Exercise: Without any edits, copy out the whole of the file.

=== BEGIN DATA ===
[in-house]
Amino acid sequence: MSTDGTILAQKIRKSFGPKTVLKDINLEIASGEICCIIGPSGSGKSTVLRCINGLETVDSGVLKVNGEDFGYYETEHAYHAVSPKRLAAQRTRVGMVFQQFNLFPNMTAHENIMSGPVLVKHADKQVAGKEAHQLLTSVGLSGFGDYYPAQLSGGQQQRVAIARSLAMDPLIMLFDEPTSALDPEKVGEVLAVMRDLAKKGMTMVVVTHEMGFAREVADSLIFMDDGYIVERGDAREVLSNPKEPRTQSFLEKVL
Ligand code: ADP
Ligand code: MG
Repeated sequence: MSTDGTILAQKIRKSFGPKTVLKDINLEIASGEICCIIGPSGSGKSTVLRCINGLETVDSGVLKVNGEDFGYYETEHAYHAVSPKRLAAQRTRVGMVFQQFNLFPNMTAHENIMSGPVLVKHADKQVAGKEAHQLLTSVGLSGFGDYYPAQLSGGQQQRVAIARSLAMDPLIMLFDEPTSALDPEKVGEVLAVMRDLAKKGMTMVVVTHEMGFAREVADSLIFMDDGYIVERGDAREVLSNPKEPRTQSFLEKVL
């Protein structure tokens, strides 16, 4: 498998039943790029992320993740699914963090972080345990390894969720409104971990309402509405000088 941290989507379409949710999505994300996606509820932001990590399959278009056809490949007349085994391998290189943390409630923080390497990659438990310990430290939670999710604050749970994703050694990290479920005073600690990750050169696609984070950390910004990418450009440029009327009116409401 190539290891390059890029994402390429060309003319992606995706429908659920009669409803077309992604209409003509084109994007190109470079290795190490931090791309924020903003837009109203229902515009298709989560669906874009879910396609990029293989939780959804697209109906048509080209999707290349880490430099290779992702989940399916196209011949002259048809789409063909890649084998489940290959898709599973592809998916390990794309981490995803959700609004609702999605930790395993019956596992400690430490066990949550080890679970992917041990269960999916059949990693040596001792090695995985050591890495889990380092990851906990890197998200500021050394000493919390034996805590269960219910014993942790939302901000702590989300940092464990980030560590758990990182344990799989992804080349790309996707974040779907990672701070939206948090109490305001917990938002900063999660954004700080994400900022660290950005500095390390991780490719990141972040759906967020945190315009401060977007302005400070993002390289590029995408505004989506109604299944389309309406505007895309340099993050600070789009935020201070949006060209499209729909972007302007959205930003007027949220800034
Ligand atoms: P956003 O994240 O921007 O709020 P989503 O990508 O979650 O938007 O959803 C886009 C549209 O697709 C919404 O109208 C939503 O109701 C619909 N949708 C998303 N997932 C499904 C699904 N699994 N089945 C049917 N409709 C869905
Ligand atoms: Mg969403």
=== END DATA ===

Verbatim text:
[in-house]
Amino acid sequence: MSTDGTILAQKIRKSFGPKTVLKDINLEIASGEICCIIGPSGSGKSTVLRCINGLETVDSGVLKVNGEDFGYYETEHAYHAVSPKRLAAQRTRVGMVFQQFNLFPNMTAHENIMSGPVLVKHADKQVAGKEAHQLLTSVGLSGFGDYYPAQLSGGQQQRVAIARSLAMDPLIMLFDEPTSALDPEKVGEVLAVMRDLAKKGMTMVVVTHEMGFAREVADSLIFMDDGYIVERGDAREVLSNPKEPRTQSFLEKVL
Ligand code: ADP
Ligand code: MG
Repeated sequence: MSTDGTILAQKIRKSFGPKTVLKDINLEIASGEICCIIGPSGSGKSTVLRCINGLETVDSGVLKVNGEDFGYYETEHAYHAVSPKRLAAQRTRVGMVFQQFNLFPNMTAHENIMSGPVLVKHADKQVAGKEAHQLLTSVGLSGFGDYYPAQLSGGQQQRVAIARSLAMDPLIMLFDEPTSALDPEKVGEVLAVMRDLAKKGMTMVVVTHEMGFAREVADSLIFMDDGYIVERGDAREVLSNPKEPRTQSFLEKVL
């Protein structure tokens, strides 16, 4: 498998039943790029992320993740699914963090972080345990390894969720409104971990309402509405000088 941290989507379409949710999505994300996606509820932001990590399959278009056809490949007349085994391998290189943390409630923080390497990659438990310990430290939670999710604050749970994703050694990290479920005073600690990750050169696609984070950390910004990418450009440029009327009116409401 190539290891390059890029994402390429060309003319992606995706429908659920009669409803077309992604209409003509084109994007190109470079290795190490931090791309924020903003837009109203229902515009298709989560669906874009879910396609990029293989939780959804697209109906048509080209999707290349880490430099290779992702989940399916196209011949002259048809789409063909890649084998489940290959898709599973592809998916390990794309981490995803959700609004609702999605930790395993019956596992400690430490066990949550080890679970992917041990269960999916059949990693040596001792090695995985050591890495889990380092990851906990890197998200500021050394000493919390034996805590269960219910014993942790939302901000702590989300940092464990980030560590758990990182344990799989992804080349790309996707974040779907990672701070939206948090109490305001917990938002900063999660954004700080994400900022660290950005500095390390991780490719990141972040759906967020945190315009401060977007302005400070993002390289590029995408505004989506109604299944389309309406505007895309340099993050600070789009935020201070949006060209499209729909972007302007959205930003007027949220800034
Ligand atoms: P956003 O994240 O921007 O709020 P989503 O990508 O979650 O938007 O959803 C886009 C549209 O697709 C919404 O109208 C939503 O109701 C619909 N949708 C998303 N997932 C499904 C699904 N699994 N089945 C049917 N409709 C869905
Ligand atoms: Mg969403």